This shouldn’t be an issue we’re still talking about – the research is very clear – but pet food companies continue to put soy protein in cat food. Consequently, we are increasingly seeing more and more thyroid problems, diabetes, and other diseases in cats. Since the pet food industry isn’t fixing this issue, we as consumers must take a stand.
Soy protein is a cheap filler and substitute for the meat that our cat’s bodies require to sustain healthy life. By using soy protein instead of animal meat, big pet food companies are able to increase their profit margins by a lot. But what about our cats?
Why Soy Protein In Cat Food Is Harmful
Cats can’t digest soy the way pet food companies claim they can. Soy contains a compound called phytates which inhibits mineral absorption and block the enzymes needed to digest protein. In turn, this causes GI tract inflammation and can lead to serious illnesses. Soy protein also interferes with the thyroids ability to do its job, leading to one of the most common ailments our cat’s face today, hyperthyroidism.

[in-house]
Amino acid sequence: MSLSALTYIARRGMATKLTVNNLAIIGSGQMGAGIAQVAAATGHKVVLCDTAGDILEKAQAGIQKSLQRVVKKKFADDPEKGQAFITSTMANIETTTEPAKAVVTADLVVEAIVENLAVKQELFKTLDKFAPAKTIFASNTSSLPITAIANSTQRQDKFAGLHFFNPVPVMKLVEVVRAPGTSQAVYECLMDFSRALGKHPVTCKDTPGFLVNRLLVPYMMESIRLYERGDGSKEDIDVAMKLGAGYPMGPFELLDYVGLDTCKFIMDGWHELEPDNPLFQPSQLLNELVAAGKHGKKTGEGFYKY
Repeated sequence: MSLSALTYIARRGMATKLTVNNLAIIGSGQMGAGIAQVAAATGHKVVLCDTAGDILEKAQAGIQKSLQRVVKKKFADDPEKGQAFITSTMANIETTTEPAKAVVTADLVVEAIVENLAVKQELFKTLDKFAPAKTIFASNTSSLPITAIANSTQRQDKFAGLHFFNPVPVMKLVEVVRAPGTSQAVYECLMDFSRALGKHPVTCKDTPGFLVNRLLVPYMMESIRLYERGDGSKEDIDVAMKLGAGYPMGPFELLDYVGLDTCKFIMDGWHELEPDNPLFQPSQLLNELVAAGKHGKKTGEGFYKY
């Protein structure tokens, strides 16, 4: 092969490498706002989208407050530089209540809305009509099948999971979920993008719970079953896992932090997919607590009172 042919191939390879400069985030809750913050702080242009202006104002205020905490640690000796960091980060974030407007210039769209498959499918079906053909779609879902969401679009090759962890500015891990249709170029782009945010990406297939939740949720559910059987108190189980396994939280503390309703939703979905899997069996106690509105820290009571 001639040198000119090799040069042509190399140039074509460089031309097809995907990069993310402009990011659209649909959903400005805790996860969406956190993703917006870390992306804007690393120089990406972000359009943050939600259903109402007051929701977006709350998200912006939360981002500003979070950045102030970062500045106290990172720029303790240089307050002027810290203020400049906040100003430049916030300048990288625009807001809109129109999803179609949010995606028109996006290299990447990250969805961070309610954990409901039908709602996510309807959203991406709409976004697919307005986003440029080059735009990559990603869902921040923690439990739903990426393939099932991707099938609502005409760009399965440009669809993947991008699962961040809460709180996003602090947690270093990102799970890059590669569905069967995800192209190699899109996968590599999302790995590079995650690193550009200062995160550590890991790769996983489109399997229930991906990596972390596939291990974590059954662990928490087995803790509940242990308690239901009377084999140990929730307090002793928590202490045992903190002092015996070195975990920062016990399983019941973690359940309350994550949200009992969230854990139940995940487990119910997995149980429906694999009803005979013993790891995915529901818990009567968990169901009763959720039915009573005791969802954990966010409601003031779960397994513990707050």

In speaking of the harmful effects soy has on the body of pets, world-renowned veterinarian, Dr. Jean Dodd, explains:
“Soybeans and the many soy derivatives commonly found in pet foods are recognized as one of the main causes of both acute and sub-acute food hypersensitivities (i.e. allergies) as well as long-term food intolerance’s in pets. Beware of soy in its various forms: it typically appears in pet foods as soybean meal, soy flour, grits, hulls, soy protein concentrate, isolated soy protein and textured vegetable protein (TVP).“
Aside from the ailments linked to soy protein in cat food, we are learning of more dangers linked to genetically modified soy. And it’s nearly impossible to find non-GMO soy in cat food. Which makes sense – It wouldn’t be the ‘cheap filler’ if it was organically grown.
Our advice? It’s time to find a new cat food if yours contains soy protein.
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